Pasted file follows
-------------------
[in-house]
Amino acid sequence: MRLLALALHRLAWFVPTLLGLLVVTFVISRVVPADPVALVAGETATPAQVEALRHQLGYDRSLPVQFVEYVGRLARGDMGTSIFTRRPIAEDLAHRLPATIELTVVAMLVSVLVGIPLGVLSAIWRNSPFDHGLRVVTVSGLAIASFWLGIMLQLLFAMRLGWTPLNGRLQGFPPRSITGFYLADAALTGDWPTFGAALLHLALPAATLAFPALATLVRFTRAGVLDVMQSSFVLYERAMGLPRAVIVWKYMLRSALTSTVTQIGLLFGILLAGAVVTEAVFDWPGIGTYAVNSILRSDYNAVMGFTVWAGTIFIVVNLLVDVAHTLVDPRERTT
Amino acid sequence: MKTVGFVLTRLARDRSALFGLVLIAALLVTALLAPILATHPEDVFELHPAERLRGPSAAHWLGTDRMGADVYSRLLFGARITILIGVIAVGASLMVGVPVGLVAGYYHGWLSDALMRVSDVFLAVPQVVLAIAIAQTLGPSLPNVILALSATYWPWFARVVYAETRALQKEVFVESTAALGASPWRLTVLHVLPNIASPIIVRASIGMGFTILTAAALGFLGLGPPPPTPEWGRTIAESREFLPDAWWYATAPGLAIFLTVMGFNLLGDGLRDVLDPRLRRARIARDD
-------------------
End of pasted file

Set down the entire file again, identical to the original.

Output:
[in-house]
Amino acid sequence: MRLLALALHRLAWFVPTLLGLLVVTFVISRVVPADPVALVAGETATPAQVEALRHQLGYDRSLPVQFVEYVGRLARGDMGTSIFTRRPIAEDLAHRLPATIELTVVAMLVSVLVGIPLGVLSAIWRNSPFDHGLRVVTVSGLAIASFWLGIMLQLLFAMRLGWTPLNGRLQGFPPRSITGFYLADAALTGDWPTFGAALLHLALPAATLAFPALATLVRFTRAGVLDVMQSSFVLYERAMGLPRAVIVWKYMLRSALTSTVTQIGLLFGILLAGAVVTEAVFDWPGIGTYAVNSILRSDYNAVMGFTVWAGTIFIVVNLLVDVAHTLVDPRERTT
Amino acid sequence: MKTVGFVLTRLARDRSALFGLVLIAALLVTALLAPILATHPEDVFELHPAERLRGPSAAHWLGTDRMGADVYSRLLFGARITILIGVIAVGASLMVGVPVGLVAGYYHGWLSDALMRVSDVFLAVPQVVLAIAIAQTLGPSLPNVILALSATYWPWFARVVYAETRALQKEVFVESTAALGASPWRLTVLHVLPNIASPIIVRASIGMGFTILTAAALGFLGLGPPPPTPEWGRTIAESREFLPDAWWYATAPGLAIFLTVMGFNLLGDGLRDVLDPRLRRARIARDD